I've taught for a long time, and I've dealt with a number of initiatives that haven't been well thought out--quick decisions without teacher consult or input that lead to countless hours of professional development and efforts that soon die out. So when I see an initiative coming my way, I think carefully about it. I consult the research, evaluate the amount of effort involved and most importantly analyze the potential impact on students.
Similar to what Hattie proposes for teachers and students in Making Learning Visible for Teachers, it's essential that initiatives include the following:
- Clear, communicated, accessible goals and rationale.
- Carefully chosen strategies for implementation.
- Analysis along the way, analysis of final results and next steps.
I'm a fan of streamlined, research-based systems that support optimal time-on-task work with students. I believe the larger share of a professional educator's time should be spent on direct service in addition to an adequate fraction of time spent on research and development. I do believe there needs to be leaders, but not that many--enough to keep the engine of a system motivated and flowing with action that matches vision and needs.
So believe me, I don't want to have to comment on so many issues related to my work as a classroom teacher, but the reality is that many systems and roles affect the job that teachers do every day. In some circumstances, a teacher's work, particularly at the elementary level, is belittled since people think it's okay to layer last minute changes, decisions without rationale and demands without truly thinking about the planning and care a teacher devotes preparing five to six lessons a day for 20plus students, the on-time instruction, the after school feedback/response and professional development. Teachers expect to do that work, and in an optimal situation the many roles that support and inform that teacher's role will provide lead time for decisions, rationale for efforts and communication about change.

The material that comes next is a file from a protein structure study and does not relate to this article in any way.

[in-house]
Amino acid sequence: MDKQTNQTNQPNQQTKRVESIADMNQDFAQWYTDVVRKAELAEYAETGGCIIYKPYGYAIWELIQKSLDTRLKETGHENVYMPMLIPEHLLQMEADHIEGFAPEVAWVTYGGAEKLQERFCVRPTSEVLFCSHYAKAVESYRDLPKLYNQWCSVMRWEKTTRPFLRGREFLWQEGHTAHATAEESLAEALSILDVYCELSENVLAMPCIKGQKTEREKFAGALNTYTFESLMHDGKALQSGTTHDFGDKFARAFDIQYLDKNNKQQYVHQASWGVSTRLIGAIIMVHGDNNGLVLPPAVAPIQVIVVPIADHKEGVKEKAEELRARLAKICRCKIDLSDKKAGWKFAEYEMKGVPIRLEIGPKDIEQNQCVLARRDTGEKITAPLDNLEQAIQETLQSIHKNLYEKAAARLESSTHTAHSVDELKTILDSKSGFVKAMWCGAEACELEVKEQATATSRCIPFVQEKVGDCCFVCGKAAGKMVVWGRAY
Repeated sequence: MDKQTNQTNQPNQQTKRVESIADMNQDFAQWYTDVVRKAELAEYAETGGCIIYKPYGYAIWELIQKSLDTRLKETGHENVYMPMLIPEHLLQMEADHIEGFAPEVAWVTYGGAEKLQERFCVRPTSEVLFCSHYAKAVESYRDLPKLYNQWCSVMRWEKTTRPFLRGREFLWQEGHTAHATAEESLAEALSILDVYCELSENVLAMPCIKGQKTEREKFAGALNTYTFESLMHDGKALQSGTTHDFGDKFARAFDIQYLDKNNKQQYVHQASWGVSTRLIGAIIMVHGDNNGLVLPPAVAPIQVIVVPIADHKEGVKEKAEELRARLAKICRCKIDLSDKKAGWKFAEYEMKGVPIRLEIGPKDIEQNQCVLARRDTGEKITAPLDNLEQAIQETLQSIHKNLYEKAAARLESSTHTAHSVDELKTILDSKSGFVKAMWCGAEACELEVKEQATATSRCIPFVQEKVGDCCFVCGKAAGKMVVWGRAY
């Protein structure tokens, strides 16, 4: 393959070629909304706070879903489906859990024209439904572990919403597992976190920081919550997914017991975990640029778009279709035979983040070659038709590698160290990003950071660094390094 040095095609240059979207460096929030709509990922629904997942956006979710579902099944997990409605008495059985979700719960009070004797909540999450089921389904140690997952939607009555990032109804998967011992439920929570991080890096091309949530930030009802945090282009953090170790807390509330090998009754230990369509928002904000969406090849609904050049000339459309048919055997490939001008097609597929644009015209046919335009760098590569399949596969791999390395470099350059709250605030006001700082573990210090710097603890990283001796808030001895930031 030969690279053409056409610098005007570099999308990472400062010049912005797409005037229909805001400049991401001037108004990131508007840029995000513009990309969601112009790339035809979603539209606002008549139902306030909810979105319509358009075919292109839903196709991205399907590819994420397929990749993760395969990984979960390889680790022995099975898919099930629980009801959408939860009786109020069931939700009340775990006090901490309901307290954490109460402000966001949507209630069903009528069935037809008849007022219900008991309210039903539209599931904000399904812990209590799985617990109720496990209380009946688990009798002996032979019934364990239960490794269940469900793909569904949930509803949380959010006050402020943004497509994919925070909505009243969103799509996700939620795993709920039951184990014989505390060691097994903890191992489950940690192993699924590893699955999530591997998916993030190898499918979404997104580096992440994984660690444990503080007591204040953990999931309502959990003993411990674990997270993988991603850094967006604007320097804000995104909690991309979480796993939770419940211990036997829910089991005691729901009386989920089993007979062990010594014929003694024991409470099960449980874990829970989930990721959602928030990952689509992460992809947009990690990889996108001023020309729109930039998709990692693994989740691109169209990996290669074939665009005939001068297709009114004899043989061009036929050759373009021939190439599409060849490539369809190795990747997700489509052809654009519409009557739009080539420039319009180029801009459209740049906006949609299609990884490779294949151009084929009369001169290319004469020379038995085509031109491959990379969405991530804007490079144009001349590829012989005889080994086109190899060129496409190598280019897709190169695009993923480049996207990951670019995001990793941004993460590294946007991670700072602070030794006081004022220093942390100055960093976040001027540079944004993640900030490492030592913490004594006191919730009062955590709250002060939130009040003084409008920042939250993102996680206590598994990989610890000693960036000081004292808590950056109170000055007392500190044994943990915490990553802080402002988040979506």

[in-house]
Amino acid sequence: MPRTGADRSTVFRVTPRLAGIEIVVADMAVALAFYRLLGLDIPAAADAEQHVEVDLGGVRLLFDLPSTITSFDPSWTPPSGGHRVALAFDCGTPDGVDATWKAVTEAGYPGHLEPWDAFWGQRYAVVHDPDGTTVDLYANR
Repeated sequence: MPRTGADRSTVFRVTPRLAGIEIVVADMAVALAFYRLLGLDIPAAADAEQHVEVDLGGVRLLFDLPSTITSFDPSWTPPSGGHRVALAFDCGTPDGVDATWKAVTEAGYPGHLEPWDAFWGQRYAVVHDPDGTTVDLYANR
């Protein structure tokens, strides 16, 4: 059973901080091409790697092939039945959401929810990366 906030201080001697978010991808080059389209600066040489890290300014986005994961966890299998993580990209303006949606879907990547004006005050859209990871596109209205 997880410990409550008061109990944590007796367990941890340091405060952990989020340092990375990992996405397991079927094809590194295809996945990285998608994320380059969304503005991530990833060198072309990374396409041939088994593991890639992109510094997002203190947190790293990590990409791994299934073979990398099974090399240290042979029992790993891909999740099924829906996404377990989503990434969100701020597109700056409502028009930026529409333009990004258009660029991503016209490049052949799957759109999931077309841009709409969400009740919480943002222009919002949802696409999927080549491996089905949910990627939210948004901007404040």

Many teachers don't speak up even when issues ill-affect the work they do. Many have advised me not to speak up, but when I see the potential positive systems hold for promoting excellence in classroom teaching and student learning, I just have to speak up, and I'm reminded of MLK's words, "Our lives begin to end the day we become silent about things that matter."
How do you speak up when issues are proposed that may not serve the work you do in a positive way? What obstacles stop you from speaking up? How can teachers work to build streamlined, effective systems of support when it comes to the work they do each day and optimal changes that better effect student performance and learning? I'm interested.